by Janis Patterson
Yes, the dreaded month of November has stomped onto our calendars again, darn it. No, I’m not talking about the approaching gluttony of Thanksgiving or the terrifyingly few weekends left until Christmas, though both are swiftly oncoming realities.
I’m talking about the annual National Novel Writing Month, commonly known as NaNoWriMo or even NaNo, where for years now people have been encouraged to write a 50,000 word novel in the 30 days of November. It is called an exercise in accountability, or a time of group encouragement, or any number of other pleasant and positive euphemisms. While I can see that both the former can be regarded as sort of desirable for writers, what disturbs me is the number of absolute tyros who will regard this as their ticket to literary fame and fortune.
Perhaps a few of them will learn what plain old hard work it is to string 50,000 +/- words into a cohesive story and there is a lot more to creating salable stories than just writing down the requisite number of words… but most of them won’t. They’ll pound out the words in a blaze of literary fervor, many truly believing that their prose is both deathless and special. Most of it will not be.
And to this point that’s fine. It’s supposed to be a learning experience. What bugs me is that most of the tyros won’t learn from it. Many of them will take their ‘masterpieces’ and send them off to agents and publishers and wait impatiently for large contracts. Many of those manuscripts will not be edited or, on some sad occasions, not even be read through. Then, when the inevitable rejections occur, said novices will declare that the publishing world does not recognize their genius and will self-publish.
I do wish that there were some sort of law forbidding any non-professional writer to submit a manuscript done for NaNo. It would be so much kinder to everyone involved. Writing is just about the only profession where someone with no training or education in the field and no discernable skills in grammar, punctuation or story structure wakes up one morning and decides he is going to write a novel, then is surprised when the rest of the world does not acclaim the genius of his work. But hey – he wanted to write a novel so he did. I guess we should all be grateful he didn’t wake up, decide he wanted to be a brain surgeon or aerospace engineer and act in the same way.
And that’s my opinion of those who have a skewed and unreasonable view of NaNo. What about the working professional writer?
Properly used, NaNo can be a marvelous tool of discipline and accountability. I’ve worked under various writing contracts for the majority of my adult life, but as I get older I have noticed that I am not only slowing down, I am becoming much more easily distracted. For example, while in Egypt a couple of weeks ago – after vowing I wouldn’t do another book set in Egypt – I got the idea for a wonderful mystery and began writing it. Normally a couple of years ago I would have had the first draft already finished. It isn’t.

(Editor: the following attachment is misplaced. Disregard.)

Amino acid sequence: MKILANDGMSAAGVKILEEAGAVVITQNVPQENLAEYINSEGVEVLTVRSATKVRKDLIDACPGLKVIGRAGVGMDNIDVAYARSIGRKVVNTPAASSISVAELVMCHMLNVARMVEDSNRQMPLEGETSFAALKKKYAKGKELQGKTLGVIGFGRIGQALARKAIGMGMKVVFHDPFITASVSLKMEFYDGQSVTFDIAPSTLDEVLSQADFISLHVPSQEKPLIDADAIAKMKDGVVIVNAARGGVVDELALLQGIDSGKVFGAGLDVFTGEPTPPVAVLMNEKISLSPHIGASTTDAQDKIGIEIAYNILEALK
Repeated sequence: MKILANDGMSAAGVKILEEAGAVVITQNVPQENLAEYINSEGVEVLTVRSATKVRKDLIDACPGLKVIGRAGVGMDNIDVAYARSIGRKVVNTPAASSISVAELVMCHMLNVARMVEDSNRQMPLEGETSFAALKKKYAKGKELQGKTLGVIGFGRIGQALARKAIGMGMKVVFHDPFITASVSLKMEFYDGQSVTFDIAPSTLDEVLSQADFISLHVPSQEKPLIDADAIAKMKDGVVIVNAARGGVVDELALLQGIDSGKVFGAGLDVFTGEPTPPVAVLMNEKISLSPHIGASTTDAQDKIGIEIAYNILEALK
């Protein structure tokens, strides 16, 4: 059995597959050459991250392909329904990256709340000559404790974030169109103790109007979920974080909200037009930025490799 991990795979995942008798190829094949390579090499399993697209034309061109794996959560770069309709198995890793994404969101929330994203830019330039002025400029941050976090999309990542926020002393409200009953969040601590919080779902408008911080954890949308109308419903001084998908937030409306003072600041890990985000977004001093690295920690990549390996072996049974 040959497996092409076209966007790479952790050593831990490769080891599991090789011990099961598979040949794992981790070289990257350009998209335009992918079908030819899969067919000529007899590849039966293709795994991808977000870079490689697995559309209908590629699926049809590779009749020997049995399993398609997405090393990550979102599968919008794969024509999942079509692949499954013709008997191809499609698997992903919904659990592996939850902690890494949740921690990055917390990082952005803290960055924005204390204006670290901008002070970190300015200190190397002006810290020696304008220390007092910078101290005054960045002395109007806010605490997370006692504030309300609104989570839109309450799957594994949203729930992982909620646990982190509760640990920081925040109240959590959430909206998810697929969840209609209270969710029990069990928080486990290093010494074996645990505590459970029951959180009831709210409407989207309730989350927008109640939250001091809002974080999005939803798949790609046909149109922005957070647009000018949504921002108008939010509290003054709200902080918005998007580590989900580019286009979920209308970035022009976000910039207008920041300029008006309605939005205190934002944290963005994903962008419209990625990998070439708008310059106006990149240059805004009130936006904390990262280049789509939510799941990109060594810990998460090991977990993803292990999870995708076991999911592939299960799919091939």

I’ve never done NaNo, so this year – since I have no overhanging contracts or deadlines at the moment – I decided to try it. It’s a wonderful thing. Every day I have to post to a certain site (this NaNo is being facilitated by one of my writers’ groups) how many words I have done that day. Sometimes it is embarrassing. Sometimes – when I exceed my allotted number by a respectable amount – it is a source of pride. I like it. Accountability is a good, positive thing.
Some say that NaNo is at its heart a learning experience. I can agree with that, and can also agree that we should never stop learning.
REFRIGERATOR UPDATE – I told you about my woes of buying a new refrigerator. All we want is a very simple refrigerator – French door, bottom freezer and ice/water on the outside of the door. And white. White was the problem; white is not standard any more, nor even available on most models. It has to be special ordered.
So we ordered it the day after we returned from Egypt and were told we could have it some three weeks later on 23 October. On 22 October I called Lowe’s and asked for a time frame for delivery; between 8-12 on the 24th, I was told. Well, October 24th came and went with no refrigerator, so I called and after being routed through two idiots who knew nothing finally got a hold of a manager, who after some investigation told me the refrigerator was not only not in Dallas, it was still at the factory and had not even been finished.
WHAT IS SO DIFFICULT ABOUT PUTTING A PLAIN WHITE FINISH ON A VERY STANDARD MODEL?
With admirable self-restraint I asked why Lowe’s had not told me the truth and had not told me a real date for delivery instead of giving me a big chunk of blue sky. I also asked why no one had had the courtesy to call and say the refrigerator was not even in Dallas yet. (Needless to say, the refrigerator was fully paid for on the day we ordered it.) The man had the good grace to be embarrassed and said he didn’t know. Then he gave me the delivery date of 25 November. I asked him if that was any more true than the first date had been. He didn’t answer.
So – heed my sad little tale and be very careful where you buy a refrigerator or any other appliance unless you will let the store dictate what you will receive.